Date of Award
Doctor of Philosophy
The global production of metal, in particular, steel and aluminum keeps increasing. This material is used with various fabrication processes, such as, welding, forging, and rolling that can induce stresses in the material that can subsequently impact product performance and cause phenomena such as cracking and corrosion. When investigating plate materials it is necessary to map both texture and stress under a range of loading conditions. To address these needs a wide range of both destructive and nondestructive tools have been used. One family of methods are those based on ultrasonic measurements that relate ultrasonic velocity to properties, in particular stress. Two particular challenges are faced which are the relative insensitivity of compression and shear waves to stress and that there are also other factors which can also change velocity and these are temperature, texture and grain size.
This project focused on an analysis of ultrasonic velocity measurements and specifically ways to improve performance and capabilities for stress characterization. Two approaches were considered and are reported: the critically refracted ultrasonic longitudinal (LCR) wave and higher order Lamb waves.
The LCR wave method was modelled and optimized based on the fact that the sensitivity between waves and stress can reach maximum when they propagate in the same direction. However, in reality this wave typically propagates at an angle to stress, which will decrease its sensitivity. This thesis reports a numerical model used to investigate the transducer’s parameters that can influence the directivity of the LCR wave and hence enable performance optimization when used for industrial applications. An orthogonal test method is used to study the transducer parameters which influence the LCR wave beams and this method provides a design tool that can be used to study and optimize multiple parameter experiments and identify which parameter or parameters are of most significance. The example considered simulation of the acoustic field in a 2-D water-steel model is obtained using a Spatial Fourier Analysis method. The significance of the effects of incident angle, the aperture and the center frequency of the transducer were studied. Results show that the aperture of the transducer, the center frequency and the incident angle are the most important factors in controlling the directivity of the resulting LCR wave fields.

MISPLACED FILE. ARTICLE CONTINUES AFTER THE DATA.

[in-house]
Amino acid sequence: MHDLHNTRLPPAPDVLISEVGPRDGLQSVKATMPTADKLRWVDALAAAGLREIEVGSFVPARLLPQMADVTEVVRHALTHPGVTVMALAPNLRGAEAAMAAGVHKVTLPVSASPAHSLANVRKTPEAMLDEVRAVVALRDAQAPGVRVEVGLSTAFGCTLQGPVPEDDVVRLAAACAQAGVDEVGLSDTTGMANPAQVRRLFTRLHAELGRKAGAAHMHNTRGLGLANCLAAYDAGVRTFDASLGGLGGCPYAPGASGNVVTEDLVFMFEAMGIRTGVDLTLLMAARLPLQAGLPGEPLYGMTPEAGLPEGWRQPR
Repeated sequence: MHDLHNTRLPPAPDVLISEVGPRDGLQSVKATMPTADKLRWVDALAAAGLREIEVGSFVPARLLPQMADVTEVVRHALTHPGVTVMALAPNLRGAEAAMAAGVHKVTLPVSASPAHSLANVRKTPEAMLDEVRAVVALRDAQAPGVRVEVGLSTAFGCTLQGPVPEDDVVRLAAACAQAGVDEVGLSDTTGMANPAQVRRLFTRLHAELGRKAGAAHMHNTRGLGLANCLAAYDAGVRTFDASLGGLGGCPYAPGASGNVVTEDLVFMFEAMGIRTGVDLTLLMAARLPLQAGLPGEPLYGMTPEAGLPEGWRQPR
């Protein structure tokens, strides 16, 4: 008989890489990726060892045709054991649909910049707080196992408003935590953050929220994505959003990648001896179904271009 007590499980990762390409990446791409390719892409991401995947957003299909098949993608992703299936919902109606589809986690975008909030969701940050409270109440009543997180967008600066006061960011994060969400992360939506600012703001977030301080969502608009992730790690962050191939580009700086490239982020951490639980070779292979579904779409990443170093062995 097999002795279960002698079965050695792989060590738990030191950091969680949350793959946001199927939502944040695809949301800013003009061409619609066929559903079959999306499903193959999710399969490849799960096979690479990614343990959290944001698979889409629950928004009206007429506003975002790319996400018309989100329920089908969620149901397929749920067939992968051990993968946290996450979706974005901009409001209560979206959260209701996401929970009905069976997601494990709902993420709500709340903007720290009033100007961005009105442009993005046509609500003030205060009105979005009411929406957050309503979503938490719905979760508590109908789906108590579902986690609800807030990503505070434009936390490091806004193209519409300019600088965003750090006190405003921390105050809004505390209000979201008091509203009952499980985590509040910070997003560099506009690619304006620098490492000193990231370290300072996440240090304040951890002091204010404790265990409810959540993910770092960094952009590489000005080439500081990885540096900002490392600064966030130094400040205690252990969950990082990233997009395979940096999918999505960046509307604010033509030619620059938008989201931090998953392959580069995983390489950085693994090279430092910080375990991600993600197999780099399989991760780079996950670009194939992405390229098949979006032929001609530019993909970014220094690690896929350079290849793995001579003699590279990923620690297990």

The second method considered Lamb wave propagation in the direction perpendicular and parallel to an applied stress. Sensitivity, in terms of changes in velocity, for both symmetrical and anti-symmetrical modes was determined. An available model due to Gandhi, was extended to higher order Lamb modes which were discovered to be more sensitive to stress than either bulk waves or fundamental Lamb modes. The study considered the case of an aluminum plate both analytically and experimentally. Dispersion characteristics were investigated. The experimental system used a pair of compression wave transducers on variable angle wedges, with set separation, and variable frequency tone burst excitation, on an aluminum plate 1.6 mm thick with uniaxial applied loads. The loads used were up to 600 µε, which were measured using strain gauges. The measurement was taken in various locations on the plates to investigate the effects of small changes in plate thickness, the grain size and texture. Model and experimental data are in good agreement. It was discovered that the change in Lamb wave velocity, due to the acoustoelastic effect, for the S1 mode exhibits about 10 times more sensitive, in terms of velocity change, than the traditional bulk wave measurements, and those performed using the fundamental Lamb modes. The data presented demonstrate that there is potential for the use of higher order Lamb modes for on-line characterization of stress in plate materials and that these methods offer potential for higher sensitivity than that reported previously.
Pei, Ning, "Analysis of critically refracted longitudinal and Lamb waves for stress characterization" (2017). Graduate Theses and Dissertations. 17286.